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Superfund Listening Session: Informing Parties about Streamlining the Cleanup and Redevelopment Process

SFTF Recommendation No. 23: Ensure Timely Use of Site-Specific Tools When Needed and Appropriate to Address Liability Concerns at Contaminated Sites. (Goal 3/Strategy 2).

Date of Event: June 13, 2018.

The goal of this recommendation is to streamline the process, and therefore the timeline, between the initial interest of a party in purchasing, cleaning up, reusing, and redeveloping a contaminated site and providing the appropriate tool, if needed, to ensure the completion of the cleanup and redevelopment project. The first step in the process begins in the Region with the identification of cleanup and liability issues that will inform the Region and the purchaser of the appropriate tool(s) that are needed to address those issues. Information on the listening session series.

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Overview of Session Topic and Issues

Beginning in the 1990s, EPA entered into prospective purchaser agreements, with parties interested in redeveloping contaminated Superfund sites. The prospective purchaser agreements provided certainty to the parties in exchange for consideration in the form of cash payments to cover costs EPA had spent at a site or costs EPA would incur while overseeing future cleanup work. The policy for issuing prospective purchaser agreements changed with the passage of the 2002 Brownfield Amendments to the Comprehensive Environmental Response, Compensation and Liability Act (CERCLA, commonly referred to as Superfund) which codified much of the Agency’s work using prospective purchaser agreements. The statutory changes made the liability protections self-implementing for the purchase and redevelopment of contaminated property if an interested party qualified as a bona fide prospective purchaser under CERCLA §101(40) and §107(r). After the 2002 amendments, only on rare occasions did EPA issue a prospective purchaser agreement. However, over time, EPA realized that cleanup work created uncertainties for bona fide prospective purchasers that were not necessarily contemplated in the 2002 amendments. To address this need, EPA issued its model Settlement Agreement and Order on Consent for Removal Actions by Bona Fide Prospective Purchaser in 2006.

EPA has continued to enter into prospective purchaser agreements and bona fide prospective purchaser removal work agreements as appropriate. Streamlining the process of increasing certainty for non-liable third parties performing cleanup and addressing those needs with the appropriate tool in a timely fashion is a fundamental tenet of the Superfund Task Force Recommendations Report.

This listening session will focus on a checklist that is being developed as a result of the Task Force Report to help both the Regions and interested parties identify and address issues and challenges regarding certainty needed in the cleanup and redevelopment of contaminated sites. The checklist will provide a holistic but flexible approach for the Regions to respond to liability concerns in a timely manner. The checklist will cover generally the following areas regarding the purchase, cleanup and redevelopment of a contaminated site of federal interest:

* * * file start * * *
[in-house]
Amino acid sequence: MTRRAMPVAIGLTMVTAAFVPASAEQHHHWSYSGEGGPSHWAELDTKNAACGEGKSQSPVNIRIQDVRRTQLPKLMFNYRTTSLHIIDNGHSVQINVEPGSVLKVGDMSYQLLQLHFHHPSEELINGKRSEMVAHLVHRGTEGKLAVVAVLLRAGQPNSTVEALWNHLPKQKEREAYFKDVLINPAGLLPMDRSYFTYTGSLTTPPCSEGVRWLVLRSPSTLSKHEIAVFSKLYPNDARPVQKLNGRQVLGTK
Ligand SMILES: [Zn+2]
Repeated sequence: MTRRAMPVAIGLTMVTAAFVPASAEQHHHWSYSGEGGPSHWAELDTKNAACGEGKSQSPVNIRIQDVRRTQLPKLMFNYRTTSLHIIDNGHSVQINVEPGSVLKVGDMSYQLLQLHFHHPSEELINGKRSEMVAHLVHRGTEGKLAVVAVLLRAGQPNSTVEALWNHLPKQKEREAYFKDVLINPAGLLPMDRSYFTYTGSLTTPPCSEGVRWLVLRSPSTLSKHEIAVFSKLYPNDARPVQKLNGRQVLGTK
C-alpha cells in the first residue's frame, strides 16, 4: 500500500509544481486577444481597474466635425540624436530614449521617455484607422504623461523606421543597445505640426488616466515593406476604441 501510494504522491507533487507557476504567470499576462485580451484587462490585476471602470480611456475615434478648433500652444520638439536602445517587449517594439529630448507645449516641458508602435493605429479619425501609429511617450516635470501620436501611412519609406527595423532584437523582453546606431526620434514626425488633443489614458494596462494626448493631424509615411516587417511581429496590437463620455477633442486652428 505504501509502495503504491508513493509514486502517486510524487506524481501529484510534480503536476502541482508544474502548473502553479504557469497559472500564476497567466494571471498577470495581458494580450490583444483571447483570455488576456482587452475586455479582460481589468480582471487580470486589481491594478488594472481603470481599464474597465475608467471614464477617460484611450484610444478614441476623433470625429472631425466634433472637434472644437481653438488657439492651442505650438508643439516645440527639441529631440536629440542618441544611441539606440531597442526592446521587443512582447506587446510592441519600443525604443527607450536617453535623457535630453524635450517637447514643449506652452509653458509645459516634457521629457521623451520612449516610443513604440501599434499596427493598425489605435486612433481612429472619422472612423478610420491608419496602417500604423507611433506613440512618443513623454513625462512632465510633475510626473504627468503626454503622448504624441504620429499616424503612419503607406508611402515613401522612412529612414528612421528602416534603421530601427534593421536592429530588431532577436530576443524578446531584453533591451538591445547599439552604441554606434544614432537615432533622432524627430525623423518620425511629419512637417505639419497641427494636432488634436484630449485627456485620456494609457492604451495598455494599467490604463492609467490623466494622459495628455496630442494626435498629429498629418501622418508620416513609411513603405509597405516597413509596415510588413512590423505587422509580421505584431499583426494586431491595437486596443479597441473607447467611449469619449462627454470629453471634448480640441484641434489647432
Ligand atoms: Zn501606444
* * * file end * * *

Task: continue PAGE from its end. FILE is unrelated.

• Information about the interested party as a bona fide prospective purchasers
  • Site history and other relevant site information
  • Need for a prospective purchaser agreement or bona fide prospective purchasers agreement or other tool
  • Legal “consideration” provided by interested party for an agreement
  • Community interest and perspective including sustainable development principles

Who Should Attend 

  • Third party developers, lenders, financiers, and other industry representatives
  • State and local officials involved in cleanup and redevelopment of contaminated sites by third parties, and
  • Regional and Department of Justice personnel involved in cleanup and redevelopment of contaminated sites by third parties.

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Questions to Session Participants for Verbal and Written Remarks

The Agency would like participants of this listening session to focus their remarks, both verbal and written submissions, on the following questions and topics:

  1. During the first meeting with EPA to discuss a potential project, what type of information do third parties want from EPA?
  2. Other than the Agency’s current informational tools (revitalization handbook, factsheets, etc.,), what other general enforcement-related tools would be helpful to address questions when deciding whether to pursue a project on contaminated property?
  3. Are there other steps that we should include in our checklist?


  • Phil Page (Office of Site Remediation Enforcement/Policy and Program Evaluation Division)

Information Relevant to the Listening Session

Visit Listening Sessions - Superfund Task Force Recommendations for more information on the series of eight listening sessions.

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